‘Arrested development worker is a loving mother, persevering advocate’

“Everybody should realize that the State must protect not only women and children, but also rights defenders who protect women and children.”


MANILA – “If you are not doing wrong, what are you afraid of?”

This line from Ma. Salome “Sally” Ujano, a long-time women and children’s rights advocate, was etched in the heart of her daughter, Karla Ujano, 36, as she grew up.

For the past 30 years, Karla witnessed her mother’s dedication in helping abuse survivors through non-government organizations of which she was a part of. Her mother was a regular speaker in conferences. In 2019, her mother proudly showed her a television interview where she shared her thoughts on child trafficking.

Never did Karla imagine her mother being put behind bars, portrayed by state forces as a rebel in hiding that she never was.

It’s been a month since Sally’s arrest.

Sally was arrested by the police at 10 am on November 14, Sunday, in Mabolo, Malolos City. The warrant of arrest, dated June 28, 2006, was issued by Judge Virgilio Alpajora of the Regional Trial Court Branch 59 of Lucena City.

She is currently facing rebellion charges, allegedly stemming from her ‘involvement’ in the ambush of two military personnel in Quezon Province in 2005.

Last week, Sally’s lawyers filed a motion to quash the rebellion charges against her.

“The claims against her are baseless. She is working with her organizations ever since. She never left her work and she is an open book— doing public interviews, media exposures, and other forms of public work,” said Karla in an interview with Bulatlat.

Sally as a wife, grandmother, and mother

For Karla, helping others in need runs in the family.

She described her mother as a go-to person for help, whenever there are conflicts in the family, financial problems, and even legal assistance. She said Sally was always accommodating and ready to help those in need in their community.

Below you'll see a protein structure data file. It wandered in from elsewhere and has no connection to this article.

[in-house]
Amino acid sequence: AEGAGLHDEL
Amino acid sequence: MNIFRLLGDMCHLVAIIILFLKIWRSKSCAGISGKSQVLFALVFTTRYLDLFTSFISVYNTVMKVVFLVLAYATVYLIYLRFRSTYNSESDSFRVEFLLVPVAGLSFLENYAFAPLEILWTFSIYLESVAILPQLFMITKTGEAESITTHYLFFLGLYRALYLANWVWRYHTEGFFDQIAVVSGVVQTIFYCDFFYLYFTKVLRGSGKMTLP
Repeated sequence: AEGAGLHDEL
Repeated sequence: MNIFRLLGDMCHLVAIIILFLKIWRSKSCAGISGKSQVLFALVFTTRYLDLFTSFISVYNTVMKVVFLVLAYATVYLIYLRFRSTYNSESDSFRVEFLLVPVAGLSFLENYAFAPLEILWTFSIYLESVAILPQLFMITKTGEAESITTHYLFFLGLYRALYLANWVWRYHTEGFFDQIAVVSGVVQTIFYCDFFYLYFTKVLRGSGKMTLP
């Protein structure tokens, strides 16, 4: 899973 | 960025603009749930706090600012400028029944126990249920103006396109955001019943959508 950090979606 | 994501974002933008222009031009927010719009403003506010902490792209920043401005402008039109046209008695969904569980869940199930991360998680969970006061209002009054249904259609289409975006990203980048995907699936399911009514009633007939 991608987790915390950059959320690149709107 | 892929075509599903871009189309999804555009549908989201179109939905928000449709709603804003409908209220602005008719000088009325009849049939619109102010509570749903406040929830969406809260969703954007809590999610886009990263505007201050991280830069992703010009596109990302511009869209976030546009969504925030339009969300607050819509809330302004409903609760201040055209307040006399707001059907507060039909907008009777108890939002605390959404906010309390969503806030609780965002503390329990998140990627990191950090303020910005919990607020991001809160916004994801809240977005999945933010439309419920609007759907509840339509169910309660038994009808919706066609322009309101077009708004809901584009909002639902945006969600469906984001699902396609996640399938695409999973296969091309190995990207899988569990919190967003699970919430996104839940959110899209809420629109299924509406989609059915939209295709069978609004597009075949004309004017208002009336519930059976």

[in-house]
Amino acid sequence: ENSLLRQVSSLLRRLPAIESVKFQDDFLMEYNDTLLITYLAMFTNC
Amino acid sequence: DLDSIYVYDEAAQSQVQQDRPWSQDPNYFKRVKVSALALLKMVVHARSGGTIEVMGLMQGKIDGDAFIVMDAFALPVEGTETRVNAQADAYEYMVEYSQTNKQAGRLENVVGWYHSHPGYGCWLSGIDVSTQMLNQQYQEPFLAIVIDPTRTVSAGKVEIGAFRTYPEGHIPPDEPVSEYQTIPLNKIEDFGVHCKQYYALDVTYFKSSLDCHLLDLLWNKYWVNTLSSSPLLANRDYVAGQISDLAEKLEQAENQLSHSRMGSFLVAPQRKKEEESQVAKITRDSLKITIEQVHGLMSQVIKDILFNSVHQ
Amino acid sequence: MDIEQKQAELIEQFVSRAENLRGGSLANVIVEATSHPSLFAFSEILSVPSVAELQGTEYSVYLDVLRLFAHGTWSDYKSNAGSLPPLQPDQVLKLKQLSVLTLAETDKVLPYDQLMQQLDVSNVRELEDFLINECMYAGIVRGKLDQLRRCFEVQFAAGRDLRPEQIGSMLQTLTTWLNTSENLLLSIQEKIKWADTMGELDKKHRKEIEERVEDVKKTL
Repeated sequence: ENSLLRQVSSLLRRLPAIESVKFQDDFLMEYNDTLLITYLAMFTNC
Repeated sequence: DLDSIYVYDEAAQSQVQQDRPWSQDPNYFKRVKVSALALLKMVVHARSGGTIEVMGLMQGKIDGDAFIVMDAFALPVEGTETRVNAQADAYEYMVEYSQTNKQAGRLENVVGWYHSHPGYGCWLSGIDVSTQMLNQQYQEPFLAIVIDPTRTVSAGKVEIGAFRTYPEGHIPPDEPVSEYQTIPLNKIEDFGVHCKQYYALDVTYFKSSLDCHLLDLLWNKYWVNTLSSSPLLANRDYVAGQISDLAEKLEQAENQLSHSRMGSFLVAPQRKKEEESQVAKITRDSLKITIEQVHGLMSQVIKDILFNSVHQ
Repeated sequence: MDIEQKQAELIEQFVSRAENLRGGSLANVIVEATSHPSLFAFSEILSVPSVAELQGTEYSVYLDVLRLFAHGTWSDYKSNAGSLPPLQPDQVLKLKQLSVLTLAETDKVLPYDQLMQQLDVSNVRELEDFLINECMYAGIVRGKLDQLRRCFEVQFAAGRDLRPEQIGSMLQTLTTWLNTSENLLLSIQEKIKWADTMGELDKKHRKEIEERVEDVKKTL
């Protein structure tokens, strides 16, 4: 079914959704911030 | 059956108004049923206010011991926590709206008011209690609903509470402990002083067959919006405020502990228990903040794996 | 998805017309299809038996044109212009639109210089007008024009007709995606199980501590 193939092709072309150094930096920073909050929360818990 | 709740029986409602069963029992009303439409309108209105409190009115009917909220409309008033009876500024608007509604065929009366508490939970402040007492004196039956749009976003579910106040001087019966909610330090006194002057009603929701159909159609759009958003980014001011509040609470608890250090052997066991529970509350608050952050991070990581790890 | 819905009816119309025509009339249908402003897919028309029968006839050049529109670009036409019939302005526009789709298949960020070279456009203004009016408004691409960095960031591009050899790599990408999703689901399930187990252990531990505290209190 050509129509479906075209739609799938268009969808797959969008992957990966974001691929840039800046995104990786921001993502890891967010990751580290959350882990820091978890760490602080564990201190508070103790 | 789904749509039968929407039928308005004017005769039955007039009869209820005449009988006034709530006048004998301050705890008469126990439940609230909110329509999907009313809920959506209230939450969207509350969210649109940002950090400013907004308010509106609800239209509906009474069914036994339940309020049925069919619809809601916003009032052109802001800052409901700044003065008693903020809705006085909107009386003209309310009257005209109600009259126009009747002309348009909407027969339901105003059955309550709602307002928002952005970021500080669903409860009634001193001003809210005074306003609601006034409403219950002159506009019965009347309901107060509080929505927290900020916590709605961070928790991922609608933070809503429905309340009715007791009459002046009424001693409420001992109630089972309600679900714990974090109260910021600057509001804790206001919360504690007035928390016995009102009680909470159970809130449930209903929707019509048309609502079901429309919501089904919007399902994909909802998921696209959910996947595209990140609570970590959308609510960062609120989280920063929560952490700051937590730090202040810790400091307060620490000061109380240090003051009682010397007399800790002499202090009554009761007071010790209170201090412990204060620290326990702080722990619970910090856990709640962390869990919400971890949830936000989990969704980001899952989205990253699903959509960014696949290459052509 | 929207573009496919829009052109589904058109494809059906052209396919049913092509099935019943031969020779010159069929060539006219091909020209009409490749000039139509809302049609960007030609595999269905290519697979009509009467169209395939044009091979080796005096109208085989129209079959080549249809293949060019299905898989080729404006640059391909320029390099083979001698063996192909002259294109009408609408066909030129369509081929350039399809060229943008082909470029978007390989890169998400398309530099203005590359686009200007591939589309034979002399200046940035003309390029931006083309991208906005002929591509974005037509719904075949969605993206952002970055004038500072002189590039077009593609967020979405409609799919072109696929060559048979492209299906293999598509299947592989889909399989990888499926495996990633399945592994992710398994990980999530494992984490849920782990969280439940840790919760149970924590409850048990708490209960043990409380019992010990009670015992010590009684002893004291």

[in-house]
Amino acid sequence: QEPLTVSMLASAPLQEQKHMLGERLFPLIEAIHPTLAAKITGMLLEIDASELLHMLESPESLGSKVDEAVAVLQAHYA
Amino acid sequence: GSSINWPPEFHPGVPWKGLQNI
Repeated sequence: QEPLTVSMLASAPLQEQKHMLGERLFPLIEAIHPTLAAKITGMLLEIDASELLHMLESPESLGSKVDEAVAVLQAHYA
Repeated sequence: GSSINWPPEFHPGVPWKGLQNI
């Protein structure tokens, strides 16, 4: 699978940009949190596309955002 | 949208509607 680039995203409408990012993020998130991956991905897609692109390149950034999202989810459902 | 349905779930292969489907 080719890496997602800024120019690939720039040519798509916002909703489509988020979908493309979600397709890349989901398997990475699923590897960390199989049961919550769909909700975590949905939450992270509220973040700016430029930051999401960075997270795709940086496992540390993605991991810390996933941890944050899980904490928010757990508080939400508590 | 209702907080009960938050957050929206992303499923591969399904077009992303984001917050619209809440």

“She takes care of me when I am not feeling well. Even in the hospital or at home she reminds me to take my medicine and to eat well,” said her sister, Thelma Crisostomo, during the Awit at Dasal para sa Kalayaan: A Virtual Concert for Sally Ujano on December 6.

She is also a loving wife to her husband Vic, whom they lost to diabetes in 2016. When he drew his last breath, Sally stayed with him, singing him lullabies to ease his pain and suffering.

“They were a very sweet couple and we’ve never seen them arguing, maybe they kept it from us,” Karla shared.

She also shared how very open-minded her mother is.

“I can always tell her things that usually a family won’t talk about. She never imposes her learning on us but she lends me books like a self-help book that she thinks would help me,” Karla shared.

She also teaches her grandchildren music and gives them advice as needed.

Life of the party

A graduate of the University of the Philippines, Karla described her mother as “gifted,” having grown up in a family of dancers and singers. She is also very physically active, regularly dancing the Zumba as her daily exercise.

“She is a very active person. It even came to the point that we cannot match the energy that she gives to the people. There is no dull moment whenever we are together with Mama [Sally]. She wants everyone to be happy,” the family’s statement read during the Dec. 6 virtual concert that called for her release.

Sally, her daughter said, is often the life of the party whenever they have a gathering of family, friends, and colleagues. She dances and sings along with her loved ones during these occasions. One of her favorite song to dance with is “Dahil Sa ‘yo” by Inigo Pascual, as recalled by her daughter.

A dependable colleague